Free public college is a no-brainer

The lack of funding for education in the United States has always been a problem, but now the crisis has grown to be more serious than ever. Elementary, middle and high schools suffer from lack of funding, and millions of college graduates are entrenched in debt. Action needs to be taken to prevent this, and government-subsidized college education students is a clear choice.

Student debt has doubled since 2009, and now sits at around 1.5 trillion dollars, the second-highest collection of debt after mortgage loans. Student loans lower graduates’ spending power, delay financial commitments like buying a home, and discourage graduates from taking entrepreneurial risks, all of which hurt economic growth and innovation. 

For those who claim that college isn’t necessary if you have the right drive and dedication, statistics show otherwise. According to the Bureau of Labor Statistics, the average weekly income with a bachelor’s degree is $1198 per week, which is 64% higher than with just a high school diploma ($730 per week). It’s true that college isn’t worth the cost if you can’t afford it, and that’s exactly the problem. If taken full advantage of, college can be a direct path out of poverty.

The solution is clear. Making all public colleges and universities tuition-free would provide unimagined opportunities to countless people and boost overall American prosperity.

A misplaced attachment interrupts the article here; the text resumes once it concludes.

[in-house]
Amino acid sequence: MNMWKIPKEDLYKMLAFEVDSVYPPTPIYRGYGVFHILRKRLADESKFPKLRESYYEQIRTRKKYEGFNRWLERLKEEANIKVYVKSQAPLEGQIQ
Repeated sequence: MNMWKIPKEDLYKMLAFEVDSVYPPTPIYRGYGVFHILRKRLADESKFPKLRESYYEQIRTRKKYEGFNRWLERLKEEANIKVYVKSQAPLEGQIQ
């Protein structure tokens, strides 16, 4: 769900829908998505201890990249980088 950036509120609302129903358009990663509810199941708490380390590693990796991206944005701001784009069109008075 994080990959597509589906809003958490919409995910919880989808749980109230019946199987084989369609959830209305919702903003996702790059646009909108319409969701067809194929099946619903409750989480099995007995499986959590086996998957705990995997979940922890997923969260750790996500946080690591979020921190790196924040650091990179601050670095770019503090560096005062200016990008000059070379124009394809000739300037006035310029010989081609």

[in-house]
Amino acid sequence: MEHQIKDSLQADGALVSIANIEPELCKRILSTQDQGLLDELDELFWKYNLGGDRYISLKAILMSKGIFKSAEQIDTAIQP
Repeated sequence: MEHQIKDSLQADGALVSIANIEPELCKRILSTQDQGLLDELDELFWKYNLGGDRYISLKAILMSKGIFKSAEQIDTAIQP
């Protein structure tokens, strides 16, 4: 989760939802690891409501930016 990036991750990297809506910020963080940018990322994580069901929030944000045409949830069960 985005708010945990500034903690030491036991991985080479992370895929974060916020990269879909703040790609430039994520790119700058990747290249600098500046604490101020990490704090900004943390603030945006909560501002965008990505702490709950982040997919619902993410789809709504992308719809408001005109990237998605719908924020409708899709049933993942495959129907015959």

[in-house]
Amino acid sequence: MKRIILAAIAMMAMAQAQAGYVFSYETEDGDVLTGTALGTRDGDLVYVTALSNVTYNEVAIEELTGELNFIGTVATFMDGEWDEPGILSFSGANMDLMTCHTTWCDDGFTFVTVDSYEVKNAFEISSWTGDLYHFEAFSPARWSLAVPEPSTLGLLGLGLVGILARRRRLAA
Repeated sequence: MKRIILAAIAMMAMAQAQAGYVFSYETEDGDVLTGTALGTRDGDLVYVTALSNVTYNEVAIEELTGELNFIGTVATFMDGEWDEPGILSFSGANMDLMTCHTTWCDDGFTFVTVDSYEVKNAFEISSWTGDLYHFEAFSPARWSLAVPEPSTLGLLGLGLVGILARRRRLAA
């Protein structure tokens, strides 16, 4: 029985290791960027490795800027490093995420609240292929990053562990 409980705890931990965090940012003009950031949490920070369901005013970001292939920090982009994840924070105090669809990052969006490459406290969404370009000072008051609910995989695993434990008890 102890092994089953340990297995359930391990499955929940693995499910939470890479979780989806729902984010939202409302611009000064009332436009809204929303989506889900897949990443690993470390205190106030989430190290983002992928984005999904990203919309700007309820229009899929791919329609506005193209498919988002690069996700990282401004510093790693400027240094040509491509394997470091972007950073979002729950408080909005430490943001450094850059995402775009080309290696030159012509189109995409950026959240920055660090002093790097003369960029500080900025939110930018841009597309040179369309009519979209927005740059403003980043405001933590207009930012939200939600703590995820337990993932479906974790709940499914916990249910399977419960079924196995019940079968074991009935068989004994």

One argument against this reform is that more affluent kids shouldn’t get to go to college for free. But “why should we pay for rich kids to go to college?” is like saying “why are we letting rich kids use public roads?” The benefits that it would bring to the working class far outweigh the slight convenience it would provide the wealthy. Likewise, wealthy households should bear a higher tax burden in supporting free public college.

This brings us to cost, the notorious obstacle of all economic reforms. Making public colleges and universities free would indisputably come with a major price tag. However, the answer is quite simple. Instead of just sitting in an investment fund, a share of the profits from our country’s greatest successes should go toward the next generation of success stories. 

There is no reason not to implement this. Many European countries like Germany and France have tuition for citizens that ranges from nothing to about 200 Euros per year. If the U.S. wants to continue to prosper and compete in an increasingly modern world, free public colleges and universities is a necessary first step.